Meatal stenosis is a narrowing of the opening of the urethra, on the glans or tip of the penis. The urethra is the tube through which urine leaves the body.
If your son has meatal stenosis, the opening (meatus) on the tip of his penis is very tight, which can make it difficult and often painful for him to urinate (pee). He may urinate with a deflected or small urinary stream.
In addition, it may take a very long time for him to finish urinating. Urinary tract infections (UTIs) may be more common, and even without an infection, your child may complain of burning or discomfort when urinating.
In order to make the opening on the penis larger so that your child can pee freely, your Nemours urologist will perform what’s called a meatotomy or meatoplasty, an outpatient operating room procedure that takes about a half an hour.
From Nemours' KidsHealth
- A to Z: Neurogenic Bladder
- Urine Test: Dipstick
- A to Z: Cystitis
- A to Z: Edema
- Urine Test: Calcium
- Urine Test: Creatinine
- Urine Test: Protein
- X-Ray Exam: Voiding Cystourethrogram (VCUG)
- Ultrasound: Renal (Kidneys, Ureters, Bladder)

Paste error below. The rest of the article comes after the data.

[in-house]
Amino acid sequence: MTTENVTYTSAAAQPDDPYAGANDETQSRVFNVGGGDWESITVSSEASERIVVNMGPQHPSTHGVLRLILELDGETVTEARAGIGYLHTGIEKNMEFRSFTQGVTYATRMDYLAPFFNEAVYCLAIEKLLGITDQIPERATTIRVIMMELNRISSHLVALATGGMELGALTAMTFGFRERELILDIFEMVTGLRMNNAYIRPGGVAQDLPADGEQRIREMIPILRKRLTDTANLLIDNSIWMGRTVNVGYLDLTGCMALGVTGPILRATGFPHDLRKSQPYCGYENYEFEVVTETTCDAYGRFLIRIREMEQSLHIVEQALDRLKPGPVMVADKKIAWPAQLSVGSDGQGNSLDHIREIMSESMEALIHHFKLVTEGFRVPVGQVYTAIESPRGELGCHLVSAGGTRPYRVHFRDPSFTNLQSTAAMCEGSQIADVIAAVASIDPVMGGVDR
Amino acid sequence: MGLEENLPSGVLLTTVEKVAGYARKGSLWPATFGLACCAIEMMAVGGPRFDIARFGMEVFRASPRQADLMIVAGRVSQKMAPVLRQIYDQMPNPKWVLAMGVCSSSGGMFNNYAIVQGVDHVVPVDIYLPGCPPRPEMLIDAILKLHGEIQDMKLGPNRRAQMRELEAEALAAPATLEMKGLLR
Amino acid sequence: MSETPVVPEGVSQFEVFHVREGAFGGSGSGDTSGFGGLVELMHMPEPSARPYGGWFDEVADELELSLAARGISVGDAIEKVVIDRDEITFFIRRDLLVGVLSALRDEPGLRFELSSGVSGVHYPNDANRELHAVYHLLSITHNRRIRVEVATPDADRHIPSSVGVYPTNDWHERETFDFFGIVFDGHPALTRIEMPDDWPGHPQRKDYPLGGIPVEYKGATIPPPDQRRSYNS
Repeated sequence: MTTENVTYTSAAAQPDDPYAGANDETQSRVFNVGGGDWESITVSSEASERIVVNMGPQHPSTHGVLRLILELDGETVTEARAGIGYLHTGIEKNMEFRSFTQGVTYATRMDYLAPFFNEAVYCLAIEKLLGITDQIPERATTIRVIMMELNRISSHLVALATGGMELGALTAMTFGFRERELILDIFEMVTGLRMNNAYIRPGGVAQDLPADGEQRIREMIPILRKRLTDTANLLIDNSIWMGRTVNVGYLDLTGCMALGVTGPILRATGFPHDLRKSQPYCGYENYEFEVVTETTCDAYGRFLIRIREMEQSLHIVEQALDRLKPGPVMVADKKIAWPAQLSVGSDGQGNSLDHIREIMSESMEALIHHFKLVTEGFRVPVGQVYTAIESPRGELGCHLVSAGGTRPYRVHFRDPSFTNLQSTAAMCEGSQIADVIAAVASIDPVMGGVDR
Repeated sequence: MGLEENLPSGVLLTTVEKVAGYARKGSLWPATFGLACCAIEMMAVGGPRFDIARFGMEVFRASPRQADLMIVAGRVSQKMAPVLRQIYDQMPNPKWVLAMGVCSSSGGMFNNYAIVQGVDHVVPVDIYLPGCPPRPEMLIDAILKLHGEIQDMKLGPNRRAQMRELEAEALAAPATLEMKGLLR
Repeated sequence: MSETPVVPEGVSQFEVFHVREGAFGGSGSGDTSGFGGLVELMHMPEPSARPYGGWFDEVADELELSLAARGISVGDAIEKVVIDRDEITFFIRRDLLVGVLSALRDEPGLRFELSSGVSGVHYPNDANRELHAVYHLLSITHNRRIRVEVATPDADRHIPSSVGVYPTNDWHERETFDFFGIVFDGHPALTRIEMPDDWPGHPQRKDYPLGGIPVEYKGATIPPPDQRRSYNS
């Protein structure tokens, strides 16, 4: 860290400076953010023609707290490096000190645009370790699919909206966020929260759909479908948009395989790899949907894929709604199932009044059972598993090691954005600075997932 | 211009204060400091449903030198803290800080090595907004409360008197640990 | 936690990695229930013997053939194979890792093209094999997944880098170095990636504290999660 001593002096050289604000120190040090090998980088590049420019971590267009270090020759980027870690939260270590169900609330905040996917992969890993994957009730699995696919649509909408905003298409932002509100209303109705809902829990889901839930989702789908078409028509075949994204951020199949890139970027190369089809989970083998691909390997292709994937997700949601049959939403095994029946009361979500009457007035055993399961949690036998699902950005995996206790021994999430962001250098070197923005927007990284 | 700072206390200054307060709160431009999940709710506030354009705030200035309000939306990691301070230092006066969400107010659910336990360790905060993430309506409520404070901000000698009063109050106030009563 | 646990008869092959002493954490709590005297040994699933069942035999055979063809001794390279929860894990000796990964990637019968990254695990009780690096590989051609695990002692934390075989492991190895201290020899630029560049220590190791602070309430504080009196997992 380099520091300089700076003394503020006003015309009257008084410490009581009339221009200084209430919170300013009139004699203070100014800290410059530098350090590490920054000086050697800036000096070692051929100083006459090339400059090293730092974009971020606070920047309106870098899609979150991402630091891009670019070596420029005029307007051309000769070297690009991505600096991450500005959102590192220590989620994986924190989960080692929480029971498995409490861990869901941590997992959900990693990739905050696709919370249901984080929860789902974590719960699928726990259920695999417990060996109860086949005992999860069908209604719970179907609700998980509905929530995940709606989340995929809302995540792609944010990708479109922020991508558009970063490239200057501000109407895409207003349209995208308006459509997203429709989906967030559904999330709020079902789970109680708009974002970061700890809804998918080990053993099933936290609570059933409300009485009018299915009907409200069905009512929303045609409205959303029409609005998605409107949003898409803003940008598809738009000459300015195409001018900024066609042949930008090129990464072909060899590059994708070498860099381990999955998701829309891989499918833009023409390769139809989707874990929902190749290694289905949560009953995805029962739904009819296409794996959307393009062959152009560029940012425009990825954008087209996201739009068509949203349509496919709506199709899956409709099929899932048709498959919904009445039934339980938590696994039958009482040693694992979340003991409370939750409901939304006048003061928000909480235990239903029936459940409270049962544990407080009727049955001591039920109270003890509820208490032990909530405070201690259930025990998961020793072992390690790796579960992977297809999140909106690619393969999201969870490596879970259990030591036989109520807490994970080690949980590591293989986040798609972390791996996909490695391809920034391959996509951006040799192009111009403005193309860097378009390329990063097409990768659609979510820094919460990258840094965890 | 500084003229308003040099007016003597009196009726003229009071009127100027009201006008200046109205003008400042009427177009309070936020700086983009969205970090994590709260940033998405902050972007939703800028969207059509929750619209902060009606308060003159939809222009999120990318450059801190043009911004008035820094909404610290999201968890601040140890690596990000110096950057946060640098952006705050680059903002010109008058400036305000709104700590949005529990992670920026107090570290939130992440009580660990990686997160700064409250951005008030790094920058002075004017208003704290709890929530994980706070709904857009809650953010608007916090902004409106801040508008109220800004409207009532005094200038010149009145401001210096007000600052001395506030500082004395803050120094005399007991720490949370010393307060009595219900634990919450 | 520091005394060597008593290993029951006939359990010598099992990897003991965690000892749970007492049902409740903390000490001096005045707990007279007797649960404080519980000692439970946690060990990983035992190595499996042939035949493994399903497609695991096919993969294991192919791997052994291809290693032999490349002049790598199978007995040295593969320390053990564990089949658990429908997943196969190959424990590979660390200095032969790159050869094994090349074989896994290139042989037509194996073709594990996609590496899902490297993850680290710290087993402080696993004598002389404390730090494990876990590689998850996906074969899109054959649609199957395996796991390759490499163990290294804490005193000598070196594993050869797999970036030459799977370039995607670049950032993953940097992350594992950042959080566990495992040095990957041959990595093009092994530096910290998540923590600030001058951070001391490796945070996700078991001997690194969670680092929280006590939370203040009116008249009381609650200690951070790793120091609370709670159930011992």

- What Can I Do About My Child's Bedwetting?
- Kidneys and Urinary Tract
- Recurrent Urinary Tract Infections and Related Conditions
- Urinary Tract Infections
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A to Z: Neurogenic Bladder
A to Z: Neurogenic Bladder
The term neurogenic bladder refers to a bladder that doesn't function properly because of nervous system damage.
More to Know
Functions like filling, storing, and emptying the bladder are regulated by nerves. When these nerves become damaged, nerve signals are disrupted and loss of bladder control results.
Neurogenic bladder is often caused by an injury, tumor, or defect of the central nervous system (the brain and spinal cord). Diseases like cerebral palsy, multiple sclerosis, and neural tube defects like spina bifida also can be responsible. Sometimes nerve damage due to heavy, long-term alcohol use, diabetes, or a slipped disk will cause the problem.
Symptoms of neurogenic bladder may include frequent urination (peeing), inability to fully empty the bladder, incontinence (the accidental release of urine), and urinary retention (inability to urinate). People with the disorder are also more likely to develop urinary tract infections (UTIs).
Treatment for neurogenic bladder might include medication, strengthening exercises, or the use of a urinary catheter. Some people will need surgery to help ease symptoms.
Keep in Mind
Neurogenic bladder is not curable, but it is manageable. It's important to see a doctor as soon as the condition develops, however. Left untreated it can lead to kidney failure, which can be life threatening.
All A to Z dictionary entries are regularly reviewed by KidsHealth medical experts.
Date reviewed: September 26, 2016